I found an interesting blog/idea the other day called Riot for Austerity. In it, the author talks about having a goal (not just for herself, but for everyone) of getting down to a resource use of 10% of the average American's. Why only 10%? Because that's what it would take for us to *stop* global warming and a have a sustainable emissions level. The author calculated this in several ways, which is not truly comprehensive but nothing ever will be. I won't line out the points for you because they can be much better read in her post, but it is neat to at least get an overview and as a jumping off point to start figuring out how many resources you use. Are you better or worse than the national average?
The one thing I figured would be easiest for us to take a look at was the gasoline use. Now, I didn't calculate out all of the gasoline we use when we go to the in-laws (mostly because I don't know how much) and drive around with them, or use the snowmachines. But it was simple enough to figure out the total amount we put into the truck every year. We get, on average, about one tank of gasoline per month for nine months of the year. (20 gallon tanks.) Honestly, it's a bit less in the summertime due to biking and now Shane's motorcycle (with its 5 gallon tank we only filled up once, I think) but we'll go on the high side. The other three months of the year are the months we go on roadtrips to see my in-laws. Those months it usually takes us 6-7 tanks, and since I rounded up for the summer I'll round that down to 6. By my calculations, we're using roughly 550 gallons of gas for the two of us each year. It sounds like a lot, until you realize that the average person (by themselves) uses an average of 500 gallons every year. We've almost cut that in half, which is something to be proud of until I realize that to fully reach the Riot for Austerity goal I'd have to reduce our consumption to only 100 gallons per year. Even one of our roadtrips would be too much gasoline and would have to be stopped altogether. Ouch. (And not happening. But, at some point we will be buying a more fuel efficient car, so we can cut down in that way.) Even the author of the Riot admits that her family didn't make it all the way down, though. However, the point isn't to deprive yourself of everything to be able to say, "I did it!" The point is to start a conversation, to get people thinking about their choices and their resource use. It's amazing what an impact it makes when lots of people do a little bit. And it gets easier over time as you stop thinking about what you're giving up and instead think about what you're doing.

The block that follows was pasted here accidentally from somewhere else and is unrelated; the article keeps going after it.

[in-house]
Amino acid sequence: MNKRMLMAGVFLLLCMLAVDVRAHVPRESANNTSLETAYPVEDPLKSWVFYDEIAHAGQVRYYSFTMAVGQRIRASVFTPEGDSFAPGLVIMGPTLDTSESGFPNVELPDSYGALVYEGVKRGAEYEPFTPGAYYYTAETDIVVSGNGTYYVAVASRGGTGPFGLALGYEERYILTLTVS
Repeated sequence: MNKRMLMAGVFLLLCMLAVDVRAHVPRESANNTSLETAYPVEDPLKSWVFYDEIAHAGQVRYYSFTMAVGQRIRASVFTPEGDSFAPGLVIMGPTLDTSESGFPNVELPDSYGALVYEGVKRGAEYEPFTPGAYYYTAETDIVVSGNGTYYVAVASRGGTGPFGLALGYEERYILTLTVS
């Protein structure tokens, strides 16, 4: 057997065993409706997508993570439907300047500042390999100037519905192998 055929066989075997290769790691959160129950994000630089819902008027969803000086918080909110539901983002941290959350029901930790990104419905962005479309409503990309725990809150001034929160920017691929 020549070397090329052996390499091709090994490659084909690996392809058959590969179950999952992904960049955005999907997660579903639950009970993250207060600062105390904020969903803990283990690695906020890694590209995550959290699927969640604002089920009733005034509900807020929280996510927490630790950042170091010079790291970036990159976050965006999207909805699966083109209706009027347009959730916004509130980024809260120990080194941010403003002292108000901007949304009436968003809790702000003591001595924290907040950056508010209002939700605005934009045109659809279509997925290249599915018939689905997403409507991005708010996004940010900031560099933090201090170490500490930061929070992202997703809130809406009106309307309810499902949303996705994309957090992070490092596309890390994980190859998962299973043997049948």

There's the common complaint that people just don't want to "sacrifice" anymore. Look what our country did in WWII! Well, part of the reason people did such monumental changes is because people weren't thinking of it as a sacrifice. Instead, they were contributing to the war effort. They were doing something positive for their country and "the boys overseas". It's always a matter of perspective, so I choose to focus on the good I can do rather than be a self-righteous "sacrifice"er.
If the Riot for Austerity seems to strict and harsh to you, another blogger came up with the idea of the Quiet Riot. It's about taking those first steps and making sure it doesn't all feel overwhelming. Do what you can, don't stress about the rest.
Speaking of little steps in the right direction, a report came out the other day saying that pollution in Fairbanks was less bad in 2011 than expected. I liken that statement to being along the lines of "your cancer isn't quite as bad as we thought it would be", but it's still heartening. Slightly. If you read the article it's not all roses and kittens. It's pointed out that the weather has been unusually mild, and that there have been strange winds and a weak temperature inversion that have all contributed to less pollution. On top of all that, the pollution they're focused on is still over the federal limit of 35 parts per cubic meter. Still, "better than expected" is great news compared to "worse than expected". I'll take it.
In other good local news, Gulliver's Books (my favorite store in town!) is going online with ebook sales. Hooray! I should be able to find anything I want there now. They've always been good about ordering books when asked, but this way I'll even be able to get books for my Nook it looks like. Gulliver's, you are amazing. I look forward to continuing to purchase many, many books from you. And don't worry, I'll still go in the store to check out your fantastic used books section.